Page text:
Secondly, in the HVAC trade we do not "fill" refrigeration systems. We "charge" them. May seem like splitting hairs but going around talking about "filling" a system is likely to get you some odd stares from grizzly old senior techs. And the immediate stamp of NEWBIE, like the title of your post.

    I invite you to slide down to the "For Your Information" and the "Tips and Tricks of the Trade" sections of this website and absorb as much as your brain can stand regarding the subjects of superheat and subcooling. Use the "search" feature of this site if you find yourself ravenously starving for more information on these two vitally important matters.

    From what you've written, your understanding of the refrigeration cycle is green. Seasoned technicians charging a split system such as yours know the OEM's spec labels aren't gospel when determining the amount of charge to put into a system. You seem to basically understand that by quering about lineset length.
    Also, when you were repairing the leak, did you flow nitrogen at a low pressure through the piping while brazing the leak? Did you install a new liquid line drier (removing any old driers in the process)? Did you do a pressurized leak test, then evacuate the system to 500 microns or less and then blank off the vacuum pump to observe the system for any abnormal rise in vacuum above 500 microns?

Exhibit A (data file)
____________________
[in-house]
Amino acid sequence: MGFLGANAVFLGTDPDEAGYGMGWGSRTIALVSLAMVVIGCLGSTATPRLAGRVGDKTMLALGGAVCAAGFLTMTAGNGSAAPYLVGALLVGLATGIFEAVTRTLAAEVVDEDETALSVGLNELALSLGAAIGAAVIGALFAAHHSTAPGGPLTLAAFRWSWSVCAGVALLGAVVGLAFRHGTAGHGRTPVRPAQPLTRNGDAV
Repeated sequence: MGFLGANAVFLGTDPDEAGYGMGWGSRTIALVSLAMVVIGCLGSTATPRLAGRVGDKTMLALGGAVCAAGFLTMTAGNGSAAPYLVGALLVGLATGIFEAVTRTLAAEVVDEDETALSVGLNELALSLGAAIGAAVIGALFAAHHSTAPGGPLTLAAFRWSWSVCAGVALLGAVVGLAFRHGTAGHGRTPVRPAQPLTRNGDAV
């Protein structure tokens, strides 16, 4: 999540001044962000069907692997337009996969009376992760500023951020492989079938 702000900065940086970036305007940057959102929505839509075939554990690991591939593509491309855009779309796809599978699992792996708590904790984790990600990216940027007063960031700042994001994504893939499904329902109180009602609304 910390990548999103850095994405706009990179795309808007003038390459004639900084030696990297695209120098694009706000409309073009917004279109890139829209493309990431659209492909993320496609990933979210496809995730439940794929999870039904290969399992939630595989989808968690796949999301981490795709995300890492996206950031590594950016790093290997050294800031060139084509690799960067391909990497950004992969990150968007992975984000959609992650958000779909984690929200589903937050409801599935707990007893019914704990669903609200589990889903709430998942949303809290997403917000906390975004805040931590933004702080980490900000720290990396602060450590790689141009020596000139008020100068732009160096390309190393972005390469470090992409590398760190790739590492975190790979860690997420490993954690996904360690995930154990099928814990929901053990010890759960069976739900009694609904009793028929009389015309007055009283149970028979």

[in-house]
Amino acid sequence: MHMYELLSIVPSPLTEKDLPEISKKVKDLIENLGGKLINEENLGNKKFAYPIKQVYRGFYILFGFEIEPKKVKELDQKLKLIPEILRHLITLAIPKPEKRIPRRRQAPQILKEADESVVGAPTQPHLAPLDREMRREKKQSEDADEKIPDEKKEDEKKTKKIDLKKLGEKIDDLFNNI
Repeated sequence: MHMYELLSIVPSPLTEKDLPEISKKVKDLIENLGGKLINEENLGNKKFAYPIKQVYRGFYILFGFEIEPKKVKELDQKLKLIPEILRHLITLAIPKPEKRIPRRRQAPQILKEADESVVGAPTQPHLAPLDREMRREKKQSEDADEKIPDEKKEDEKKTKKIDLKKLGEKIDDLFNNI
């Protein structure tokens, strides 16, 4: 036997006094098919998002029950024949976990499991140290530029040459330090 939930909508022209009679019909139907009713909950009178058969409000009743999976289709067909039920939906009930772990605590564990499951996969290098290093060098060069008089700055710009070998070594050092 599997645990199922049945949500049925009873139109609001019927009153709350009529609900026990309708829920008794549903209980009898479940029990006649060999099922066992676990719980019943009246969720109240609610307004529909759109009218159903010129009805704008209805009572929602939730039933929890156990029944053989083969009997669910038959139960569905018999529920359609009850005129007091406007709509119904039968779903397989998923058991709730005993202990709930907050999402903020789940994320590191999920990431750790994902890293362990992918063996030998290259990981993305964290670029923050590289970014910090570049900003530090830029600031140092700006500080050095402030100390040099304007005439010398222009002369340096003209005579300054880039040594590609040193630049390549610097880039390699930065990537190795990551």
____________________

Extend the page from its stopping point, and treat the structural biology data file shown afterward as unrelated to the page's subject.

Basic things you must know to determine proper operation of this split system a/c and many others like it:

    Proper airflow across evaporator coil. 400 CFM per 12,000 BTU. Evaporator coil, blower wheel, and filter must be clean before an accurate assessment of system performance can be obtained.

    Clean condenser coil. Can't stress enough that it needs to be and stay clean if you want to nail the charge.

    All non-condensables and moisture evacuated from the system after every time the system is open for repairs. Liquid line drier installed to remove moisture from the refrigerant and compressor oil.

    A good understanding of pressure-temperature relationships. Carry a pressure/temperature chart in your wallet for the type of refrigerant you're using.

    A good understanding of the vapor compression refrigeration cycle. Know the significance of superheat, subcooling, saturated vapor, saturated liquid, latent heat of vaporization and condensation. Know what the refrigerant is doing at each and every stage throughout the system.

    Know how heat loads across the evap coil vary and what effect ambient temperatures have on condenser performance. Understand that although your system you just repaired now may be working well, on a hot day it may lay over and puke.

    Understand the effect ductwork has on a system, and how supply or return air leaks in ductwork affect system performance.